Entrepreneurial Thinking: Not Just for Start-Ups

Entrepreneurial Thinking: Not Just for Start-Ups

This article is sponsored by Oxford Brookes Business School. Find out more about its Global MBA program.

Entrepreneurship is not the sole preserve of the start-up community. The world is changing and the disruptive challenges that businesses face today mean that companies need their employees to think in new and different ways, to help drive them forward. In short, they need them to think entrepreneurially.  

Top business schools are responding to the desire and demand of students and organizations to develop this way of thinking. Skills such as influential leadership, innovation and creative critical thinking are foregrounded, allowing graduates to thrive when they return to the workplace.


Why develop an entrepreneurial attitude and behavior?

Dr Nicolette MichelsMost business schools offers entrepreneurship electives and/or tracks. The Oxford Brookes Global MBA is an example of a program with an entrepreneurial spine running through the entirety of the program. This is reflected by the school’s decision to make the ‘Entrepreneurial Behaviors and Practices’ module part of the core curriculum of the MBA.

After a broad introduction to entrepreneurial thinking, the program takes a three-pronged approach, looking at what it means to be enterprising on a personal, professional, and an organizational level. Before you can think about what an entrepreneurial organization looks like, or how these skills can be applied in different social and organizational contexts, it is first crucial to help individuals explore these qualities within themselves.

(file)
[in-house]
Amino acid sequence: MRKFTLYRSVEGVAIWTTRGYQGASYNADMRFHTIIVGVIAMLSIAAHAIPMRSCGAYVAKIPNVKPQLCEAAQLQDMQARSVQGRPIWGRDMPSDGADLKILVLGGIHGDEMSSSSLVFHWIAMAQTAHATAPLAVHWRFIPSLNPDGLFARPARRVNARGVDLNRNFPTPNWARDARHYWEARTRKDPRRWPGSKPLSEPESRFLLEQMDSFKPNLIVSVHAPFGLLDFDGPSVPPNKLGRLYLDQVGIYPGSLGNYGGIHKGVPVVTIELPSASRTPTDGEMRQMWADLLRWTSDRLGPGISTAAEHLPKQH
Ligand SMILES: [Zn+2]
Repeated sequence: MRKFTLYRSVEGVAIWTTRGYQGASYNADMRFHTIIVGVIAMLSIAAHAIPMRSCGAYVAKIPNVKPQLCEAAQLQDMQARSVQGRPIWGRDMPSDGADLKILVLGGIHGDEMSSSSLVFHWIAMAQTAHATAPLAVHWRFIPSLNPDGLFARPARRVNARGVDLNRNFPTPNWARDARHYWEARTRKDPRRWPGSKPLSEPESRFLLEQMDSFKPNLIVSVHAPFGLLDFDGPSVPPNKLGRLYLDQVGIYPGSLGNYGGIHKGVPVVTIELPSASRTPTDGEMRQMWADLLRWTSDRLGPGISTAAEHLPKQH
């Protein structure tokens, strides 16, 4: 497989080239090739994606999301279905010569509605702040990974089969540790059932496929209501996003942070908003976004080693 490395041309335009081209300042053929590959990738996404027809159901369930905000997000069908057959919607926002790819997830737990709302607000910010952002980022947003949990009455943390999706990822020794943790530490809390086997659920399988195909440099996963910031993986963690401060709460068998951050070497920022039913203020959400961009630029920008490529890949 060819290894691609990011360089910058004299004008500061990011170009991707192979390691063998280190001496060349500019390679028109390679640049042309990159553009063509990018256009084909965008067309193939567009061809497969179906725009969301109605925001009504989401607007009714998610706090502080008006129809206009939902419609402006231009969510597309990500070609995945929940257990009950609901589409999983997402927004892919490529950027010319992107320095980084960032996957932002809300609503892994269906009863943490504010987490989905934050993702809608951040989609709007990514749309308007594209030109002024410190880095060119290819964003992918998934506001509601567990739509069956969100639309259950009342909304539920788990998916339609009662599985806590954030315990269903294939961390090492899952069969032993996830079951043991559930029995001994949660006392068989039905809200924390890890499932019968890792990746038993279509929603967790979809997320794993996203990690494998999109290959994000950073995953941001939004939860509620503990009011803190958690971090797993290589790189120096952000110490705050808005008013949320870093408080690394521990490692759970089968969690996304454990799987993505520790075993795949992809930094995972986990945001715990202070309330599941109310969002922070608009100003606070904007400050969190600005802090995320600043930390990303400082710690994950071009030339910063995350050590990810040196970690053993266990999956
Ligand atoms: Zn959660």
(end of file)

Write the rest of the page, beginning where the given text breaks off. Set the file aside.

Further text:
As Dr Nicolette Michels, director of the MBA program at Oxford Brookes Business School (pictured), puts it, “The world is now full of change, complexity, uncertainty and ambiguity. Clearly, an entrepreneurial attitude and skills are more important than ever. We look at challenging tried and tested business models to say that we need to be more creative and think differently.”

Michels adds, “Many have no particular interest in entrepreneurship when they start the program, but it grows over the course of the MBA – partly because we introduce them to it, and partly because they develop a much greater self-awareness, confidence and a can-do attitude.”


Innovation is the key to remaining competitive

Mark GibbonsEntrepreneurial thinking isn’t just for those that want to go to business school to start a new business. Of course, many start-ups are conceived in this manner, and institutions understand the benefits of assisting students at whatever stage their businesses are at. More than that though, is the importance of thinking with a different mindset.

Irrespective of size, the companies of tomorrow recognize that innovation and creativity throughout the whole organization are key when it comes to remaining competitive. And being part of a large organization doesn’t mean that you can’t think entrepreneurially. Far from it. Taking risks or adopting new approaches that initiate change is just as important for somebody who has been working for the same company for 10 years as it is for someone trying to get a business off the ground.